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AngelaAHLevy

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About AngelaAHLevy

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  1. Only if, upon receiving their 1099's, they did not report that income and pay taxes on it. As a 1099 worker, you are responsible for paying regular income tax, 100% of FICA and AND a self employment tax. (The 2nd half of FICA and the SE tax are the share that would have been paid by an employer if not self employed). If anything, the teachers could have a claim against LA for the SE taxes that they paid which, if the IRS deems they were actually employees and not contractors, should have been paid by LA.
  2. This is correct. Gift Cards are referred to as "Prepaid Revenue," aka Unearned Revenue. Large multi-billion dollar corporations have trouble with this too, they just have deeper pockets to recover with. I have audited and found significant issues with a corporation so large that at least 50% of the people reading this have one of their products in their home. Mistakes can be as costly as fraud.
  3. I am going to explicate a specific phrase in your post which is so very pervasive in our largely faith-based homeschool community. (This is not an attack on you or your choice Random! I just think this phrase is worth discussing). Make no mistake folks - these homeschool programs are MULTI-MILLION DOLLAR BUSINESSES and we are the target market. This is NOT bad, but we cannot allow ourselves to buy into these buzzy phrases about service and being a blessing and sharing our heart, etc. Businesses. Run by people who are passionate about their purpose, mission and target market? Sure. But businesses!!!!! Likewise with Veritas last night and their offer to give grace and extend the hand of God to the LA community. The fact is - we are a target market for VP too, and they offered a discounted service in hopes of gaining significant market share and securing future revenue. It's the same reason milk is discounted at the grocer! Again - this is not bad, but let's don't be naive about it! I think it's ok to keep a warm heart and remain faithful in our community while also participating shrewdly in a business transaction as consumers, just as these businesses are doing so. And -- We talk about "taking God's name in vain" and think it refers to using OMG. But that's doesn't seem all that hard, does it, to not utter God's name casually like that? I have long felt that we should dig a little deeper and see with clear eyes that taking God's name in vain is a far more insidious practice -- far more tempting, far more potentially gainful. It is ok for a business to say "these are our values, we'll share them," but we should be wary of any business that positions themselves as a blessing to the community or striving to be one. Any business' number one goal should be to remain in business (e.g. pay their bills, and keep going for as long as the owners wish to keep going) by serving their customers and stakeholders (owners!) well. And if the owners view God as the primary stakeholder, then great!!!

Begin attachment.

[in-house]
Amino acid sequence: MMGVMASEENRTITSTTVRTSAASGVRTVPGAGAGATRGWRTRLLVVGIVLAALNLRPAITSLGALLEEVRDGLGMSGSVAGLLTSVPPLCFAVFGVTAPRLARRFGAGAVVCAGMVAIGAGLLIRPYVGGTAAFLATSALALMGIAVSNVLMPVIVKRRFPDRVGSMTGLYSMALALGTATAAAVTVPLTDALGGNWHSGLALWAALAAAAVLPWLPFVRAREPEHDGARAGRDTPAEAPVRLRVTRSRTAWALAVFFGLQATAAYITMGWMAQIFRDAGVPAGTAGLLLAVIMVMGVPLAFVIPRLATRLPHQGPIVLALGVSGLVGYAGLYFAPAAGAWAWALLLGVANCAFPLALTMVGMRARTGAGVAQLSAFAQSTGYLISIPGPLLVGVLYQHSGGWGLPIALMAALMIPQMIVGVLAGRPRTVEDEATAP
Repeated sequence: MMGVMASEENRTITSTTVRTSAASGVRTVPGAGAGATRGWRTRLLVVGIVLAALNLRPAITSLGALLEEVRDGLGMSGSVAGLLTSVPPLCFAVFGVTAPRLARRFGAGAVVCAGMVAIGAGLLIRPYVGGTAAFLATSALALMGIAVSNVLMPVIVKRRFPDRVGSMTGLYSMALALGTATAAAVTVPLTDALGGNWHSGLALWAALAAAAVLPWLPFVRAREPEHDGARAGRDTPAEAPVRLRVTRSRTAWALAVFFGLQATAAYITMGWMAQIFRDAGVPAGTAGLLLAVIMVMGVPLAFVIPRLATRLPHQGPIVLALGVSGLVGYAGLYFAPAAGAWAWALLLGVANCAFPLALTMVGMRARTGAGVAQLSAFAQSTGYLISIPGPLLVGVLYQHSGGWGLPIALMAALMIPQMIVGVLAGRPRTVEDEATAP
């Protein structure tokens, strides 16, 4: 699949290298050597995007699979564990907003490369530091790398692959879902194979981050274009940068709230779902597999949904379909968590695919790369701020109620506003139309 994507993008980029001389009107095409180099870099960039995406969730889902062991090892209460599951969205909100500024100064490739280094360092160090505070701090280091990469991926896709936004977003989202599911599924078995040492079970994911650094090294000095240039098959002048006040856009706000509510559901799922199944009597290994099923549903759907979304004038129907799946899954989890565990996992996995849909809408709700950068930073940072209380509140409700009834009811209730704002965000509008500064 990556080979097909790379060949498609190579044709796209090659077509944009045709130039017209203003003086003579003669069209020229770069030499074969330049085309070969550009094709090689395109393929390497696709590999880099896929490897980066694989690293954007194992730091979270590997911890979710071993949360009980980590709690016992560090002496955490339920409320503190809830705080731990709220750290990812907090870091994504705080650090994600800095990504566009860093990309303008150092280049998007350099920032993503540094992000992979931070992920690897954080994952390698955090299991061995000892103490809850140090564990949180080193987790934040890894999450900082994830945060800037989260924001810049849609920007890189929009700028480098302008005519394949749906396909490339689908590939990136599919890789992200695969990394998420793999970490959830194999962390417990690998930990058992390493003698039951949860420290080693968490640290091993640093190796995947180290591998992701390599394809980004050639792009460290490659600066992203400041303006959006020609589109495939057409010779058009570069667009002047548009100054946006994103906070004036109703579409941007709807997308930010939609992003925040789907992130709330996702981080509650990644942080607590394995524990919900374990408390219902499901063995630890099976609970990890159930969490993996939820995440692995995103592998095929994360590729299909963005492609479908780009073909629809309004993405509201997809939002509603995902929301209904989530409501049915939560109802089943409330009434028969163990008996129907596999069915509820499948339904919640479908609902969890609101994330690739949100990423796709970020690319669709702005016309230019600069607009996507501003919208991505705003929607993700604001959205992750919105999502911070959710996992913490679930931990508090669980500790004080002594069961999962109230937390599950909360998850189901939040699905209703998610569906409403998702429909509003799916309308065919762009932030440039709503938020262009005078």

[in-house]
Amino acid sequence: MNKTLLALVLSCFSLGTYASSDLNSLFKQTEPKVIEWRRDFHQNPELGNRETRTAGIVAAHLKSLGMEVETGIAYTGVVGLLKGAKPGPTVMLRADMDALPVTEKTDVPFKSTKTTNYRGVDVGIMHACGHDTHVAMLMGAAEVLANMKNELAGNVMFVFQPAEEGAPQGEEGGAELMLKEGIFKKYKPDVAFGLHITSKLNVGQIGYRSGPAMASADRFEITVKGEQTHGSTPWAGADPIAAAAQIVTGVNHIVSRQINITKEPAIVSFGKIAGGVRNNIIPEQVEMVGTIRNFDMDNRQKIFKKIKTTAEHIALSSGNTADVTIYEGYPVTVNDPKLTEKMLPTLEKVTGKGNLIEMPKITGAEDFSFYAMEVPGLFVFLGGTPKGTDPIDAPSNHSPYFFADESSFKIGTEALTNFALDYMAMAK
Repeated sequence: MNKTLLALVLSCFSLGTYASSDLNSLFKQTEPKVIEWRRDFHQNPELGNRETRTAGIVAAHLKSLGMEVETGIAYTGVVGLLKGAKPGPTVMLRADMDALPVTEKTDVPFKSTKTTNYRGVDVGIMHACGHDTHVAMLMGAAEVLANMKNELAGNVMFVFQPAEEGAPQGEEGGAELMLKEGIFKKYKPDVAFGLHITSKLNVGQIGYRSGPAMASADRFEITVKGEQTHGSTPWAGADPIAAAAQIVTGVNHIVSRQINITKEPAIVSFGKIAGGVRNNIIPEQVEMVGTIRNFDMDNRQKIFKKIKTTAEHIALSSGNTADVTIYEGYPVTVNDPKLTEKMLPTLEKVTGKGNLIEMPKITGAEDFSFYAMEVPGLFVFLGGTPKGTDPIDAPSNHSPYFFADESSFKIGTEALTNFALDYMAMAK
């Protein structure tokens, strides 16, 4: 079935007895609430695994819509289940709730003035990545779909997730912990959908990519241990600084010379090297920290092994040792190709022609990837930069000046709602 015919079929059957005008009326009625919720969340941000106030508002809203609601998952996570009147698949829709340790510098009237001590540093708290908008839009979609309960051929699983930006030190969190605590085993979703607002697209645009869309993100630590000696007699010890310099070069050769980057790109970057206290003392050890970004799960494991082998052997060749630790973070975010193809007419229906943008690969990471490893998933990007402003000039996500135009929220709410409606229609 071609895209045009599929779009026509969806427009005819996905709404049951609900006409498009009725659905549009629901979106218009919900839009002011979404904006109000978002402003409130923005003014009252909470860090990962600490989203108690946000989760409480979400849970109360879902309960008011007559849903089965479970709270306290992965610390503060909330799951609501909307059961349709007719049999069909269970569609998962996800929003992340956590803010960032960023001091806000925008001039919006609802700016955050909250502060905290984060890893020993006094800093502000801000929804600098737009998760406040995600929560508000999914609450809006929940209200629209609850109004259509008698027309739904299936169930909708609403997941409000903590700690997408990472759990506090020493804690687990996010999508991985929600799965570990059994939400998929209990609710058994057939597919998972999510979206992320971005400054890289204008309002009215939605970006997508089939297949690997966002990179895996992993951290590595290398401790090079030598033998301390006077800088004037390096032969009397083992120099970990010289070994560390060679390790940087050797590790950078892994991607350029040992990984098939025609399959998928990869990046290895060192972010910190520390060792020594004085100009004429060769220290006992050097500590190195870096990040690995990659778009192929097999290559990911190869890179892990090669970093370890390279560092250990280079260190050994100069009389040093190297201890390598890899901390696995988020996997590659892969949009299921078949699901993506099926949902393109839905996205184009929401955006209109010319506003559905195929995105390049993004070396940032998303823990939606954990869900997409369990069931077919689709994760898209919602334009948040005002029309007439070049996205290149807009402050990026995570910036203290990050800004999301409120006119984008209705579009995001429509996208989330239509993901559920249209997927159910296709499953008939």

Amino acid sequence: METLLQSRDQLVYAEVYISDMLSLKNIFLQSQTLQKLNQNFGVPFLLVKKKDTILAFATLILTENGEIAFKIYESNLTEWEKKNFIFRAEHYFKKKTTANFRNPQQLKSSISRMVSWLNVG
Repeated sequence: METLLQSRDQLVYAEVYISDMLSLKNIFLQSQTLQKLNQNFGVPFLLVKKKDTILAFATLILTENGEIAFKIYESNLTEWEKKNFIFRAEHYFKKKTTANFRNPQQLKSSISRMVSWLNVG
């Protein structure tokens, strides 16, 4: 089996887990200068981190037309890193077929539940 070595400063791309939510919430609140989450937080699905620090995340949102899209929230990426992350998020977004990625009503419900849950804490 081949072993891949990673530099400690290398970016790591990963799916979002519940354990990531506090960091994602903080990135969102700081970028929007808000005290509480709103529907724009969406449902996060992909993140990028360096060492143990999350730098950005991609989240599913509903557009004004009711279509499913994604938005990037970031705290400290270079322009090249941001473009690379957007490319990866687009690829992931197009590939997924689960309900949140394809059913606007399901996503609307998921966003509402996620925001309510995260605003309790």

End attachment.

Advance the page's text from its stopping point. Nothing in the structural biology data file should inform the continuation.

4. 1. LLC does not protect you from tax debt unless it is an LLC that has elected to be taxed as a corporation, rather than taxed as a partnership. The former is less common, as it comes with the same kind of complications that other entity types bring. Thus: Any tax owed is owed by the owner. 2. If you are collecting fees in advance of performing the service, you essentially have what is called "Unearned Revenue." This is actually a liability. From a tax perspective, it is possible to not pay taxes on this Unearned Revenue. When you actually perform the service, the unearned revenue must be reclassified to Earned Revenue, or in accounting parlance -- it gets "recognized." If Landry Academy never bothered to recognize the revenue when services were actually performed, then they collected cash, never recorded it as revenue, and basically failed to pay income tax on a lot lot lot of revenue. This is called fraud. And you can be guilty of fraud, even it's just that your records are disorganized. It can be difficult to keep track of unearned revenue and then recognize it at the right time. 3. A prepaid model of this type can only last so long as it is growing. If the amount of prepaids owed exceeds growth, then - imagine this - you have a semester which is 100% comprised of students who paid last year or some other time -- meaning no revenue is coming in and yet you have to still provide the service and incur the costs of doing so. This is when you collapse. You either collapse because you actually collapsed (as in, used the money and don't have it anymore), or because the government collapses you for collecting prepaids and then failing to keep it in an escrow account or otherwise holding it until recognized. I guarantee you that farm is up for auction and this business is closing not just because of contractor misclassification. There's a big debt owed to the IRS here and it has to do with income tax/revenue AND/OR the prepaid cash was not held in escrow until recognized and they literally do not have the money to keep operations going.
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